What is it you want to have measured? E.g. what does
Stephen Rynkiewicz
Classical Greeks not only figured out that the planet is round, but had it measured. Eratosthenes calculated its circumference from a lunch-hour measurement at his library in Alexandria during the summer solstice, knowing only his distance from the Tropic of Cancer. Eratosthenes is a hero of Chicago statistician Doug Hubbard, who trains managers in "calibrated estimates," basically closely observed ballpark figures. Here he describes approaches to making more accurate guesses, including when it' ...more
Jeff Yoak
Apr 26, 2012 rated it it was amazing
This was a fantastic read. It helps with general numeracy as well as providing an overview on how to think about measurement and statistics practically. This is an area where I have some experience and I still learned a lot. This book, especially the first half, should be accessible to everyone.

The second half is a bit more technical and I wished I had been reading in paper instead of in audio. I may do that eventually. The pacing is a little hard in audio and I could have benefited from notes,
June Ding
Sep 30, 2016 rated it liked it
Shelves: 2016-read
The title made me curious. The author did make the case that anything can be measured including many things that we consider abstract or intangible. The stories it gave at the start of the book is fascinating and opened my mind about what we think measurement really is. There is no perfect measurement. There is no absolute truth. Measurement is a quantitativly expressed reduction of uncertainty based on one or more observations. I also find the methods to define the problem and the notion that a ...more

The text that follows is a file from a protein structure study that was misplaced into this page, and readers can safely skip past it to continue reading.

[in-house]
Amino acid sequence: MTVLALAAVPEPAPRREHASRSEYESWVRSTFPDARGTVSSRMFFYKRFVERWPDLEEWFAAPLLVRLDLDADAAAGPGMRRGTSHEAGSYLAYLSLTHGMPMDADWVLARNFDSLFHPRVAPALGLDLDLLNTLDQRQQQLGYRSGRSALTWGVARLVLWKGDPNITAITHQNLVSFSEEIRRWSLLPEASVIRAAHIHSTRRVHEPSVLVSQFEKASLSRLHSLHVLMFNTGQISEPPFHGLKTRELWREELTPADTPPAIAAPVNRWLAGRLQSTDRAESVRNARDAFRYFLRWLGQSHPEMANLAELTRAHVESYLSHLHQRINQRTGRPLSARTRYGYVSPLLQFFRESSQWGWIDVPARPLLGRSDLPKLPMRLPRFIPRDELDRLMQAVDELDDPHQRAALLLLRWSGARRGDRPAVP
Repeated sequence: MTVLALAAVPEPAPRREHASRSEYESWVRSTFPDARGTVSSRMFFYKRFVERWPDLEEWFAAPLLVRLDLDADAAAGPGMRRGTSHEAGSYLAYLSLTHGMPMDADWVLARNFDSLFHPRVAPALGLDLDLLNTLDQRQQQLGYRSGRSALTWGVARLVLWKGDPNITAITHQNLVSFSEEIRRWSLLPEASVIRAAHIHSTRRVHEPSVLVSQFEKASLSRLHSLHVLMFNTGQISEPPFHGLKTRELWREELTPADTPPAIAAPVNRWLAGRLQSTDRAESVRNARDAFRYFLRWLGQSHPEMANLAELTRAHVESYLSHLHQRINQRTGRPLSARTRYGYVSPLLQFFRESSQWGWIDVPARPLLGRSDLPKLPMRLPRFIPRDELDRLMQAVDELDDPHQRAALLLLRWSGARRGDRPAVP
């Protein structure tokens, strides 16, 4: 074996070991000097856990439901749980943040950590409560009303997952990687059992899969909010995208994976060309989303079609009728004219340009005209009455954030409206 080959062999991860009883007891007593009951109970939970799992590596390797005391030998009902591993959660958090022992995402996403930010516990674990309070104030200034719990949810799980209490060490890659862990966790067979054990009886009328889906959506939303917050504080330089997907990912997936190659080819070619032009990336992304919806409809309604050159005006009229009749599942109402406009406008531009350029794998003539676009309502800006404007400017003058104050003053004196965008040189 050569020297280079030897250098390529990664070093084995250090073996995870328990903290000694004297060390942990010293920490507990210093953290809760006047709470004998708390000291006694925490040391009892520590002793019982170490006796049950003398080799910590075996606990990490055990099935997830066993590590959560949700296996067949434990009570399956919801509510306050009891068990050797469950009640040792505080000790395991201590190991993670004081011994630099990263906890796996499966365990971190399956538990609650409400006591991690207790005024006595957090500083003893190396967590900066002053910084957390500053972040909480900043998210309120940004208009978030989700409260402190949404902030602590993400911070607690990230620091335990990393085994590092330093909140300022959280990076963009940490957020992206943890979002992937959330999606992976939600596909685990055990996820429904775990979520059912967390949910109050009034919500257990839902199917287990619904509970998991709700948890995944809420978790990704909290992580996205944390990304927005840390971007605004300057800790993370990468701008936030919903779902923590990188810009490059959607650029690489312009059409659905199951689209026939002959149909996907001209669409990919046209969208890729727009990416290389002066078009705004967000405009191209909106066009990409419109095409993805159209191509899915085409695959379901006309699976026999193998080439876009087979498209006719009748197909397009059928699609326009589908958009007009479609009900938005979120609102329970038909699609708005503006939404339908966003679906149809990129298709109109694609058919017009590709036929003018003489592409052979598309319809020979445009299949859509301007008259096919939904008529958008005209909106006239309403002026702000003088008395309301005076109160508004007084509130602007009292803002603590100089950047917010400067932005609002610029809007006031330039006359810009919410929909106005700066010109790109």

Peter Mcloughlin
Fairly good business statistics book on measuring factors and on how to apply measurement and some good risk analysis. Definitely overhyped as a revolutionary booklet (I think this happens with business books a lot.) But it is accessible and gives some good advice on how to measure things statistically and using statistical methods for practical applications but it isn't the second coming.
Dec 09, 2009 rated it really liked it
Shelves: business
I purchased this book because I am in the middle of a project where I have to measure an "intangible". I liked the author's ideas on breaking down a measurement and figuring out the uncertainty factor on each variable. The information he provided helped me to find a solution for my project.
Pauli Kongas
Perhaps not the best read in audio because of some math and a lot of pictures etc.
Jan 14, 2018 rated it really liked it  ·  review of another edition
Shelves: 2017
The book is a very interesting one, that presents the premise that anything that needs to be assessed can be measured, in one form or another. Of course, there is a need to define/redefine what a measurement is. In this, the book is a fascinating look at the paradigm shift that needs to occur to perceive the world in a new way that allows it to be measurable. Many basic assumptions are challenged and revised in the process, which was actually neat. It brings a new perspective, which opens more p ...more